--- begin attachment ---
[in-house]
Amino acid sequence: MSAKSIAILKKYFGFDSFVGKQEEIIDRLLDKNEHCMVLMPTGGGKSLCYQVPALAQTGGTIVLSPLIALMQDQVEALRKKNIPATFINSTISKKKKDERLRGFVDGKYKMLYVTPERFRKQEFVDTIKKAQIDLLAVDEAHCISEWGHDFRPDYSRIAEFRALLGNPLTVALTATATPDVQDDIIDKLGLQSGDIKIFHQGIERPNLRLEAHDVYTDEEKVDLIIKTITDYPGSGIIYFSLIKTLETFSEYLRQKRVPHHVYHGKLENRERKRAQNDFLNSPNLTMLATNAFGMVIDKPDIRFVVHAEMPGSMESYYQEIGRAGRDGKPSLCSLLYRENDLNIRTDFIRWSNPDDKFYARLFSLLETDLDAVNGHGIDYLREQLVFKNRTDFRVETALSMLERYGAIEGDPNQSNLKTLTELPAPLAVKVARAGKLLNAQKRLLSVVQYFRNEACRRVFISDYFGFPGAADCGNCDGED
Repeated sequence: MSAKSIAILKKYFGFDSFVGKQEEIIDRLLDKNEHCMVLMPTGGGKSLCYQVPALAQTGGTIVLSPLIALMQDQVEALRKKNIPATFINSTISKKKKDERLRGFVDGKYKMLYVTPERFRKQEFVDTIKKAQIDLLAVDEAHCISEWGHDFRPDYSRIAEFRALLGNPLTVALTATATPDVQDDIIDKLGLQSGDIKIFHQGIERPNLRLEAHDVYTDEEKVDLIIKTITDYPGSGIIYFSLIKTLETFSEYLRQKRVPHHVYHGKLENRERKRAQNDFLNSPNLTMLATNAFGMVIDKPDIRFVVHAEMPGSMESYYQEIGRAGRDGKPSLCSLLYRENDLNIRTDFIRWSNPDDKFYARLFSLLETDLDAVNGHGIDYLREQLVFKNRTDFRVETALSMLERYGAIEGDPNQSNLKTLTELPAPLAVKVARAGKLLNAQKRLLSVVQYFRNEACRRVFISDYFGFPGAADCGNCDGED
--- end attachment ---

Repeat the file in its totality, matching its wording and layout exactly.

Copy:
[in-house]
Amino acid sequence: MSAKSIAILKKYFGFDSFVGKQEEIIDRLLDKNEHCMVLMPTGGGKSLCYQVPALAQTGGTIVLSPLIALMQDQVEALRKKNIPATFINSTISKKKKDERLRGFVDGKYKMLYVTPERFRKQEFVDTIKKAQIDLLAVDEAHCISEWGHDFRPDYSRIAEFRALLGNPLTVALTATATPDVQDDIIDKLGLQSGDIKIFHQGIERPNLRLEAHDVYTDEEKVDLIIKTITDYPGSGIIYFSLIKTLETFSEYLRQKRVPHHVYHGKLENRERKRAQNDFLNSPNLTMLATNAFGMVIDKPDIRFVVHAEMPGSMESYYQEIGRAGRDGKPSLCSLLYRENDLNIRTDFIRWSNPDDKFYARLFSLLETDLDAVNGHGIDYLREQLVFKNRTDFRVETALSMLERYGAIEGDPNQSNLKTLTELPAPLAVKVARAGKLLNAQKRLLSVVQYFRNEACRRVFISDYFGFPGAADCGNCDGED
Repeated sequence: MSAKSIAILKKYFGFDSFVGKQEEIIDRLLDKNEHCMVLMPTGGGKSLCYQVPALAQTGGTIVLSPLIALMQDQVEALRKKNIPATFINSTISKKKKDERLRGFVDGKYKMLYVTPERFRKQEFVDTIKKAQIDLLAVDEAHCISEWGHDFRPDYSRIAEFRALLGNPLTVALTATATPDVQDDIIDKLGLQSGDIKIFHQGIERPNLRLEAHDVYTDEEKVDLIIKTITDYPGSGIIYFSLIKTLETFSEYLRQKRVPHHVYHGKLENRERKRAQNDFLNSPNLTMLATNAFGMVIDKPDIRFVVHAEMPGSMESYYQEIGRAGRDGKPSLCSLLYRENDLNIRTDFIRWSNPDDKFYARLFSLLETDLDAVNGHGIDYLREQLVFKNRTDFRVETALSMLERYGAIEGDPNQSNLKTLTELPAPLAVKVARAGKLLNAQKRLLSVVQYFRNEACRRVFISDYFGFPGAADCGNCDGED